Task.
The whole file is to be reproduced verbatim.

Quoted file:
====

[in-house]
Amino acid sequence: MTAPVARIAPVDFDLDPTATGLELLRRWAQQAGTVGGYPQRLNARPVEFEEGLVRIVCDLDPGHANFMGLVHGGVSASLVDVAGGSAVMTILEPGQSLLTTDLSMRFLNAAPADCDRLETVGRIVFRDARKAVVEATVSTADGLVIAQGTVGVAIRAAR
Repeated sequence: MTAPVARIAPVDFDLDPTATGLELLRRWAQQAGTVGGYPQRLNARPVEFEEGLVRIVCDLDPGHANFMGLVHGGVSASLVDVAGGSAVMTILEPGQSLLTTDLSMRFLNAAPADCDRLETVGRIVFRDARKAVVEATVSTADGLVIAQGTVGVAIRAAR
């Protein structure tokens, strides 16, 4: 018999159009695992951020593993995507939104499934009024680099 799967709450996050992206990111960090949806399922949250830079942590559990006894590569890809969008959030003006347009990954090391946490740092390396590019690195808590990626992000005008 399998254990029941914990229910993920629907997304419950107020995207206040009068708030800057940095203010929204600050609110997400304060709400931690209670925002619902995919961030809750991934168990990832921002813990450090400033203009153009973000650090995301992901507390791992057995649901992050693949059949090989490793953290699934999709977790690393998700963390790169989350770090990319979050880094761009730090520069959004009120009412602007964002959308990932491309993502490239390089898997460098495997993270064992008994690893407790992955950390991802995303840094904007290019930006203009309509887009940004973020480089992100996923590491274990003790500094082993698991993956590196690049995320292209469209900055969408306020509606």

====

[in-house]
Amino acid sequence: MTAPVARIAPVDFDLDPTATGLELLRRWAQQAGTVGGYPQRLNARPVEFEEGLVRIVCDLDPGHANFMGLVHGGVSASLVDVAGGSAVMTILEPGQSLLTTDLSMRFLNAAPADCDRLETVGRIVFRDARKAVVEATVSTADGLVIAQGTVGVAIRAAR
Repeated sequence: MTAPVARIAPVDFDLDPTATGLELLRRWAQQAGTVGGYPQRLNARPVEFEEGLVRIVCDLDPGHANFMGLVHGGVSASLVDVAGGSAVMTILEPGQSLLTTDLSMRFLNAAPADCDRLETVGRIVFRDARKAVVEATVSTADGLVIAQGTVGVAIRAAR
């Protein structure tokens, strides 16, 4: 018999159009695992951020593993995507939104499934009024680099 799967709450996050992206990111960090949806399922949250830079942590559990006894590569890809969008959030003006347009990954090391946490740092390396590019690195808590990626992000005008 399998254990029941914990229910993920629907997304419950107020995207206040009068708030800057940095203010929204600050609110997400304060709400931690209670925002619902995919961030809750991934168990990832921002813990450090400033203009153009973000650090995301992901507390791992057995649901992050693949059949090989490793953290699934999709977790690393998700963390790169989350770090990319979050880094761009730090520069959004009120009412602007964002959308990932491309993502490239390089898997460098495997993270064992008994690893407790992955950390991802995303840094904007290019930006203009309509887009940004973020480089992100996923590491274990003790500094082993698991993956590196690049995320292209469209900055969408306020509606």